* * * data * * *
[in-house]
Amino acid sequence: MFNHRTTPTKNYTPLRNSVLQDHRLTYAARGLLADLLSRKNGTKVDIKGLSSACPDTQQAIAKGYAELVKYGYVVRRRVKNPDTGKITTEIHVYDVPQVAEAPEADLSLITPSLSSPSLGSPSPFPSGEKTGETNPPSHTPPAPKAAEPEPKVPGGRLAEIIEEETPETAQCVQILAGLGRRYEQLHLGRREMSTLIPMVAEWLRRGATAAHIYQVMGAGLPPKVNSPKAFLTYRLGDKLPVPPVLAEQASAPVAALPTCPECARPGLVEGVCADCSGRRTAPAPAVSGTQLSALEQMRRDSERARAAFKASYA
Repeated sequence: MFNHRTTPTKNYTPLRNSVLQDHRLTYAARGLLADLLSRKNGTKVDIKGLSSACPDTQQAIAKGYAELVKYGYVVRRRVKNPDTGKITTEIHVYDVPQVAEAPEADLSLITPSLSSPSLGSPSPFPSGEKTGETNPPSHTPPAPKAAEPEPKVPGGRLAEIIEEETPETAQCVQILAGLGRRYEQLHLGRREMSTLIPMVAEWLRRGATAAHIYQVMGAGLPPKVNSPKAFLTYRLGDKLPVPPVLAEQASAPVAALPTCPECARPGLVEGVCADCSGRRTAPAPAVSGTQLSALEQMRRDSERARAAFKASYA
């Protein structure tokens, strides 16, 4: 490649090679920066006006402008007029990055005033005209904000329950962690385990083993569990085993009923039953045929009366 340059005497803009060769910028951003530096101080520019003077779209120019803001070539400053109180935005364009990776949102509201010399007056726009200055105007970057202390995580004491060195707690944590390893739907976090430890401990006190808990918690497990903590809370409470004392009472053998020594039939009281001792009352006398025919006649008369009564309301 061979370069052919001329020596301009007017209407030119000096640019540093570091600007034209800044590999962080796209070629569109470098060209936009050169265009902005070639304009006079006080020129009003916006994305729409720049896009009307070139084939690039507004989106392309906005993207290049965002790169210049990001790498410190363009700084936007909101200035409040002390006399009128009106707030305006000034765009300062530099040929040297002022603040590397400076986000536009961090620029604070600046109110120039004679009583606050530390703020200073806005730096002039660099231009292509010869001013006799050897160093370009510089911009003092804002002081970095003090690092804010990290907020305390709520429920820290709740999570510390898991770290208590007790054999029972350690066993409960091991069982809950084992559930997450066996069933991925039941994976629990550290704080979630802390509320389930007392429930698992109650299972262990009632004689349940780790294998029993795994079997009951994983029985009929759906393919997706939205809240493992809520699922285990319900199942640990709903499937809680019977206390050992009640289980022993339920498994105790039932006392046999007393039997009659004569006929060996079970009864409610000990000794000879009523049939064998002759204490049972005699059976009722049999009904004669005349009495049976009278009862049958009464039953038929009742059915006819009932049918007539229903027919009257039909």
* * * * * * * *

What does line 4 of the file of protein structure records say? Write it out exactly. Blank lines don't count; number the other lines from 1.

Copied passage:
């Protein structure tokens, strides 16, 4: 490649090679920066006006402008007029990055005033005209904000329950962690385990083993569990085993009923039953045929009366 340059005497803009060769910028951003530096101080520019003077779209120019803001070539400053109180935005364009990776949102509201010399007056726009200055105007970057202390995580004491060195707690944590390893739907976090430890401990006190808990918690497990903590809370409470004392009472053998020594039939009281001792009352006398025919006649008369009564309301 061979370069052919001329020596301009007017209407030119000096640019540093570091600007034209800044590999962080796209070629569109470098060209936009050169265009902005070639304009006079006080020129009003916006994305729409720049896009009307070139084939690039507004989106392309906005993207290049965002790169210049990001790498410190363009700084936007909101200035409040002390006399009128009106707030305006000034765009300062530099040929040297002022603040590397400076986000536009961090620029604070600046109110120039004679009583606050530390703020200073806005730096002039660099231009292509010869001013006799050897160093370009510089911009003092804002002081970095003090690092804010990290907020305390709520429920820290709740999570510390898991770290208590007790054999029972350690066993409960091991069982809950084992559930997450066996069933991925039941994976629990550290704080979630802390509320389930007392429930698992109650299972262990009632004689349940780790294998029993795994079997009951994983029985009929759906393919997706939205809240493992809520699922285990319900199942640990709903499937809680019977206390050992009640289980022993339920498994105790039932006392046999007393039997009659004569006929060996079970009864409610000990000794000879009523049939064998002759204490049972005699059976009722049999009904004669005349009495049976009278009862049958009464039953038929009742059915006819009932049918007539229903027919009257039909």